Roofing Materials: What Will Work Best for Your Home?

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If the easiest way to give yourself a new look is to cut your hair, then the easiest way to give your home a new look is by giving it a new roof. Of course, re-roofing is somewhat more expensive than a haircut, and it won't grow out if you're not satisfied with the end result. The end result of a roof upgrade depends largely on the materials used, which depend primarily on your budget.

Having said that, the most expensive materials aren't necessarily the best choice for your local weather conditions, and of course - Australian weather can be rather dramatic sometimes. So what are some of the most popular roofing materials available, and what are their advantages (or disadvantages)?


Easy to install, durable and inexpensive, metal has many benefits as a roofing material. Having said that, you probably don't want simple corrugated iron to crown your home, since this sort of roof makes it look like you live in a shed. A colorbond roof replacement for your existing roofing is a pragmatic choice. Most suppliers carry it, it's available in a wide variety of colours, and it's quick to install. Its design also allows it to efficiently drain water off the roof, even when installed at a minimum pitch (which is the angle of the roof). Metal roofing has the downside of being loud in certain weather conditions, so if you're prone to a lot of rain, you might want to think of adding sound insulating underlay during the installation process. It's a little more expensive, but is really worth it.


A wooden roof results in a classic look which doesn't necessarily work well with all types of homes. If you think it will give your home just the look you're going for, there are a few things you need to know. Your roofing company will offer you a variety of different types of wood, which can be treated in a number of different colours. Pine is most common, and is generally the least expensive. This pine will have been treated with an alkaline copper quaternary solution (ACQ) to make it resistant to bacteria and fungus (ensuring that your roof won't be covered in moss), and ACQ is a perfectly safe compound in these circumstances. You will also be offered the choice between having wooden shingles or splits. Splits (which are literally split pieces of wood) offer a stylish, rough look as opposed to the symmetry of cut shingles, and are usually more expensive. It's vital to ask your roofing company about the average shelf life of a wooden roof in your area, since you don't want to have to replace it after just seven years. Humidity and heavy rainfall can significantly decrease the life expectancy of wooden roofing.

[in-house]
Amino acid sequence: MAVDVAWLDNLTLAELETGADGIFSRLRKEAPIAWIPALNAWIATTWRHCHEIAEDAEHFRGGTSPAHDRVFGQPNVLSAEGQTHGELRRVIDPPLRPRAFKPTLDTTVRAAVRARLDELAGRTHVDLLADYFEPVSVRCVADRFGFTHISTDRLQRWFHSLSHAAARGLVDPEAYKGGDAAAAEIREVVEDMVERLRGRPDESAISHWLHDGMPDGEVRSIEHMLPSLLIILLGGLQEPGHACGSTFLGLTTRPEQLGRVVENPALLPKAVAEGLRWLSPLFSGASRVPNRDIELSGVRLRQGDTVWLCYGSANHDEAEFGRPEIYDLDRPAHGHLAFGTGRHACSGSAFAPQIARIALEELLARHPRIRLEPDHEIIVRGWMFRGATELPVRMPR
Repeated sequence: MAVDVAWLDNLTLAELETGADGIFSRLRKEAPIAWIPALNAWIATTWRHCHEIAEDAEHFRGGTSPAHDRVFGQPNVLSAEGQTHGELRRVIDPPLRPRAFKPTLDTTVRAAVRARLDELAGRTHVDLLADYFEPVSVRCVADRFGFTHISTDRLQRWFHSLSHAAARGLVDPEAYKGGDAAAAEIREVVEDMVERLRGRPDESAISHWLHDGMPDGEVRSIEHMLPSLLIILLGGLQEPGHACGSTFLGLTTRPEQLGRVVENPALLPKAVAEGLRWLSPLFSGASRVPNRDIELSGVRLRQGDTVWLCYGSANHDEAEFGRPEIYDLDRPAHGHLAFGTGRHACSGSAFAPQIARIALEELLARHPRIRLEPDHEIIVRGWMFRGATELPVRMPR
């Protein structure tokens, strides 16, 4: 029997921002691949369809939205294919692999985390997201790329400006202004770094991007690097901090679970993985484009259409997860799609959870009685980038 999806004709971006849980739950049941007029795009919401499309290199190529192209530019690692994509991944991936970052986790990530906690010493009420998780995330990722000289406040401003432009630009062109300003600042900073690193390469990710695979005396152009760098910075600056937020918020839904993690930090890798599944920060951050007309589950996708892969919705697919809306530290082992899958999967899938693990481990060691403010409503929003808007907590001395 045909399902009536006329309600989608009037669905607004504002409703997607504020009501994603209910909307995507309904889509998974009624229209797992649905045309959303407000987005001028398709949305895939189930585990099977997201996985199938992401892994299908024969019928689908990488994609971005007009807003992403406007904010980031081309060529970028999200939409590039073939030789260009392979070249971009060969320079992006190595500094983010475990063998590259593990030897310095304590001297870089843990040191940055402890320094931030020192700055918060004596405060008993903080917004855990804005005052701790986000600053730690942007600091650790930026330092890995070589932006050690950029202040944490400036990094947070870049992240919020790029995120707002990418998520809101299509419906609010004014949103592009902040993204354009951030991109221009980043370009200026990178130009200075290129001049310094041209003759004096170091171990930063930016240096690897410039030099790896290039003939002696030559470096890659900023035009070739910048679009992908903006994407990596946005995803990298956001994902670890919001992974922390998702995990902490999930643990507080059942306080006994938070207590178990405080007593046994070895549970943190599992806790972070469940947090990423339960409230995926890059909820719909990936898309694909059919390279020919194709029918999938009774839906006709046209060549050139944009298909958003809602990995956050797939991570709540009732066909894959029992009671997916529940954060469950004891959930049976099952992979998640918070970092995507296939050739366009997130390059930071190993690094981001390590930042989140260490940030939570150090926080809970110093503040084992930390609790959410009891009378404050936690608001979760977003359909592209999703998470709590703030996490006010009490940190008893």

Tiles are perhaps the most popular roofing material in Australia, and these concrete or clay beauties don't have to be boring. Depending on the supplier, they might even be cheaper than some types of metal roofing, and their composition offers amazing sound insulation without the need for any type of underlay. They're not available in as wide a range of colours as metal roofing, but you're bound to find a shade you love. They also require a little more maintenance than metal roofing, and an annual cleaning with soap and a high pressure cleaner is essential for the longevity of your roof.

Deciding on the best new roof for your home is a big decision. Given the high cost of any kind of new roof, you probably won't have the budget to change it again anytime soon. Don't rush into anything, and be sure to talk to your roofing supplier such as The Roof & Wall Doctor about your options. The end decision is always yours, but it's important to speak to experts about such a big project. After all, you would listen when your hairdresser tells you why a bleached mohawk might not work for you.